31.4 Impact of a Positive Psychology Course on Undergraduate Well-Being and Academic Success [Meeting Abstract]
Objectives: Undergraduate college courses on well-being have proliferated in the United States, but there are few data examining whether they have an impact on student well-being or mental health. This study examined the impact of such a course on students' well-being and grade point average (GPA) compared to students who completed a psychology course on psychopathology.
Method(s): Participants were 152 undergraduates enrolled in the "Science of Happiness" (SOH), which focuses on well-being and mental health challenges (n = 64), and "Child and Adolescent Psychopathology" (CAP), a psychology course (n = 88). Well-being measures were collected using validated questionnaires (PERMA Profiler [PP], Satisfaction with Life Scale [SWLS]) at the beginning of the semester and at the completion of the semester. Both t tests and linear regression examined the effect of the courses on the outcomes.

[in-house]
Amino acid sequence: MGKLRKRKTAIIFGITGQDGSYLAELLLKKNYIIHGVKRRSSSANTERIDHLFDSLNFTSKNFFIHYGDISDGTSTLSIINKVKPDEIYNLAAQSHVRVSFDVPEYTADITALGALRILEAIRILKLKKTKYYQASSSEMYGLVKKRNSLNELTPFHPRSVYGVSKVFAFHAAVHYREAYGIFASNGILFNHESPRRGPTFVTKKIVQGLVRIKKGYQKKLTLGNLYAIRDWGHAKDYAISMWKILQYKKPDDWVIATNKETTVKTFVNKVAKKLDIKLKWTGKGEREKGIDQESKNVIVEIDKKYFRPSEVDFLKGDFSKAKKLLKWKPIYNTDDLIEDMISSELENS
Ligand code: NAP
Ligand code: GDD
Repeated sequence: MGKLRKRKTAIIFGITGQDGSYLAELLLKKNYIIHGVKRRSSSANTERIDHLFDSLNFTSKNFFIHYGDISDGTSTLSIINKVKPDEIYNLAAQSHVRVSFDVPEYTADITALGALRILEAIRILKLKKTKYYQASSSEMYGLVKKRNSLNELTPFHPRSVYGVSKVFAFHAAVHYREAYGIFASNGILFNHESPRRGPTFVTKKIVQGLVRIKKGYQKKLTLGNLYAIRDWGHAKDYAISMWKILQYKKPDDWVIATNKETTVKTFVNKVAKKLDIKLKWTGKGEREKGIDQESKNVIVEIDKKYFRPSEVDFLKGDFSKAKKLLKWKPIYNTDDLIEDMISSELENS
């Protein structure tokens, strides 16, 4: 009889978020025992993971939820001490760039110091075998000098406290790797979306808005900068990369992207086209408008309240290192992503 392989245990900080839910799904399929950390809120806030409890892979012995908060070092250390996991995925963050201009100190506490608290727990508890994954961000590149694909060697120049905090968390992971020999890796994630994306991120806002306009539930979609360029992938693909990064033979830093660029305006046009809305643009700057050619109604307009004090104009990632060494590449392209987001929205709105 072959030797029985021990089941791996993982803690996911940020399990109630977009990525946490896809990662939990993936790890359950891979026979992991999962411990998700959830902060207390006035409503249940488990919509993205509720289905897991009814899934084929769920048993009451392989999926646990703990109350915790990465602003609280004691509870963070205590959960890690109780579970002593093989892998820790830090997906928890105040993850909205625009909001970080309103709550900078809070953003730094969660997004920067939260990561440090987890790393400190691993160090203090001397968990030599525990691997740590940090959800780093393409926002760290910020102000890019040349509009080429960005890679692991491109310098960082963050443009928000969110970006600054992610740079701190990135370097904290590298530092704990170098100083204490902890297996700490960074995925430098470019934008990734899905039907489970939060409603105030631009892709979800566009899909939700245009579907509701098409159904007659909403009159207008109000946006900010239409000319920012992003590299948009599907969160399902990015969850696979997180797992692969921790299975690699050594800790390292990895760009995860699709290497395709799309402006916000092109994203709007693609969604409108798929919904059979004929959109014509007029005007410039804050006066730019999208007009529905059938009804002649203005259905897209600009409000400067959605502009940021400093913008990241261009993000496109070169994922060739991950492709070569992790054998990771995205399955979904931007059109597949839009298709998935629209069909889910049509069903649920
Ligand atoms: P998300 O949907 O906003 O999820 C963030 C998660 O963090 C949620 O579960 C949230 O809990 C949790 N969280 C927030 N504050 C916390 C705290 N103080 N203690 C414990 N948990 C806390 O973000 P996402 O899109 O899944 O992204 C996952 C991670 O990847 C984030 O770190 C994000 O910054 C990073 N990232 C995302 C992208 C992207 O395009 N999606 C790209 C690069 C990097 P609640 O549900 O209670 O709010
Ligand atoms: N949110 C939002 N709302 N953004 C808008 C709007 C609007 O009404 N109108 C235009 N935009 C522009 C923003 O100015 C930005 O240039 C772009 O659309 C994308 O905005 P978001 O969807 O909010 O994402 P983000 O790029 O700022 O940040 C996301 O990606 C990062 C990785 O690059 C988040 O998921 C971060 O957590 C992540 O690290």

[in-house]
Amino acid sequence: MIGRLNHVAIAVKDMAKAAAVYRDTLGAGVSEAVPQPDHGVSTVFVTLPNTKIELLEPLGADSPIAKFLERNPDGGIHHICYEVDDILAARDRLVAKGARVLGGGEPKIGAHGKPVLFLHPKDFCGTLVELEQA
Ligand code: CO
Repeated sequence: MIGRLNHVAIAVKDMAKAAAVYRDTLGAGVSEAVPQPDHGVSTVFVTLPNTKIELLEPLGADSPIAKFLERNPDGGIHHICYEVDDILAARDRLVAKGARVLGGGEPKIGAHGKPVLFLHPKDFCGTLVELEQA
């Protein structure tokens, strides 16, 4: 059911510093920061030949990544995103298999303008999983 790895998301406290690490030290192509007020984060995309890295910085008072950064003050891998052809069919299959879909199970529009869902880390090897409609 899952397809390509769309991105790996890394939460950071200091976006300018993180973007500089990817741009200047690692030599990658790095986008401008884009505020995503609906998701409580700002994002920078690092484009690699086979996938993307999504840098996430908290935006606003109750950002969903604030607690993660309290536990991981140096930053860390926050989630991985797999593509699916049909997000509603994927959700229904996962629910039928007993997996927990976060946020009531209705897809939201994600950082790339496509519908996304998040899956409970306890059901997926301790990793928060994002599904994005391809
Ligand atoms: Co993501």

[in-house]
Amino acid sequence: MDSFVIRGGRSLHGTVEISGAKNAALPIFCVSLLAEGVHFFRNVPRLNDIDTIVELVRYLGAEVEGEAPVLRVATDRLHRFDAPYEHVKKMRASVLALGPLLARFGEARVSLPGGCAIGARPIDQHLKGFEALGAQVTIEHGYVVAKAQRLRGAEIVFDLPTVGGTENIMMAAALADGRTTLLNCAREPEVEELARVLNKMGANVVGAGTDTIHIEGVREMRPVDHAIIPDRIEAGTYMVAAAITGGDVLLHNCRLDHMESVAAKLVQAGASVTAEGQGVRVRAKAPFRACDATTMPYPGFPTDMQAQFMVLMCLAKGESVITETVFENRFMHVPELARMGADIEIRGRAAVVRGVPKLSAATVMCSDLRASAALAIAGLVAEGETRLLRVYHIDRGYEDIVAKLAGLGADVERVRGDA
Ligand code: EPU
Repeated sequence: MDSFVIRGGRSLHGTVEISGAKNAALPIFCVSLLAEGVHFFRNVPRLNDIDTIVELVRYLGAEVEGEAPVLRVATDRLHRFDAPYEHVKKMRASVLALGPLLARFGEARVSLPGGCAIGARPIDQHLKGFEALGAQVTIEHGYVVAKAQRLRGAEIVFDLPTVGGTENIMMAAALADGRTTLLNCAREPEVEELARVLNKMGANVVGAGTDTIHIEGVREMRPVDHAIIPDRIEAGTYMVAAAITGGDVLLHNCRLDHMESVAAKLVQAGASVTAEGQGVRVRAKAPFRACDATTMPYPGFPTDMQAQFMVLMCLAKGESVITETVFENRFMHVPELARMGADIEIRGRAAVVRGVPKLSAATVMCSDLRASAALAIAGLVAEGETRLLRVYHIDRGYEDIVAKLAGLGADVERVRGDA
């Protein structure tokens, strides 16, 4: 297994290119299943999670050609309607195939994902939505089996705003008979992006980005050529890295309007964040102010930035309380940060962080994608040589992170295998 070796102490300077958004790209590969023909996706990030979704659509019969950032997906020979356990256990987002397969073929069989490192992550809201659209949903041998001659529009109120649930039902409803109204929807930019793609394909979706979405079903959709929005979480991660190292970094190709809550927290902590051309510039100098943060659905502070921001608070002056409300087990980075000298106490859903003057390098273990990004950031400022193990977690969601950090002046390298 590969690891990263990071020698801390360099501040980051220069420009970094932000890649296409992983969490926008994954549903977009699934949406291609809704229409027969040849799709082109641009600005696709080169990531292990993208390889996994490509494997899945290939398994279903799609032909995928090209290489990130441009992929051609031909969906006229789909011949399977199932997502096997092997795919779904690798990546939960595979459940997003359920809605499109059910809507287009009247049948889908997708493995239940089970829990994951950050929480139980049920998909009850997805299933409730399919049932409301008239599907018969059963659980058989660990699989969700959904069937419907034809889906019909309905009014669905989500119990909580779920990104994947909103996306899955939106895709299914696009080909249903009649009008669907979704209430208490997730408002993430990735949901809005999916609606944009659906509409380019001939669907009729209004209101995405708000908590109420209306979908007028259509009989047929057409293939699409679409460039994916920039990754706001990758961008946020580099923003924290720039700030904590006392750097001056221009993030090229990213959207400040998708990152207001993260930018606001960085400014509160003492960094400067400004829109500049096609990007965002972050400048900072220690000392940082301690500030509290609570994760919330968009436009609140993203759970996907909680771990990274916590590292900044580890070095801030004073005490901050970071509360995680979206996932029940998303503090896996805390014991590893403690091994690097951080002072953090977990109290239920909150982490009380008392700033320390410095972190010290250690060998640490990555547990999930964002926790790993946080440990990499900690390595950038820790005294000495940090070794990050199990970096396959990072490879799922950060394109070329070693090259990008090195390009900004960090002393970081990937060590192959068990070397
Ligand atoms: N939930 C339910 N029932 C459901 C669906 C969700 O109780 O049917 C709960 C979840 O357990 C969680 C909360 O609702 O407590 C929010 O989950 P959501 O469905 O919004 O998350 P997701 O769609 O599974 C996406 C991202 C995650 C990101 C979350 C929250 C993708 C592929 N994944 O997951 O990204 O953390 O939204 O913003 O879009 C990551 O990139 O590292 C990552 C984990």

Result(s): At baseline, there were no statistically significant differences in well-being or grades between the 2 groups. Examining the pre/post-SOH changes, we found statistically significant improvements on the SWLS (M = 1.28; SD = 4.85; t63 = 2.11; p < 0.04) and in GPA (M = 0.07; SD = 0.17; t72 = 3.47; p < 0.001). The improvement in the PP Well-being was not significant for either SOH or CAP but trended positive for SOH (M = 0.05) and negative for CAP (M = -0.05). In CAP, there was no statistically significant improvement in SWLS, but GPA change was statistically significant (M = 0.04; SD = 0.14; t96 = 2.99; p < 0.004). When we examined the pre-/postdifferences between the 2 groups, we found no statistical significance for SWLS or GPA.
Conclusion(s): Given the prevalence of mental health challenges in college students and the need for effective, large-scale prevention interventions for this population, courses on well-being are a strategy that warrant further exploration. PRE, COLST, SC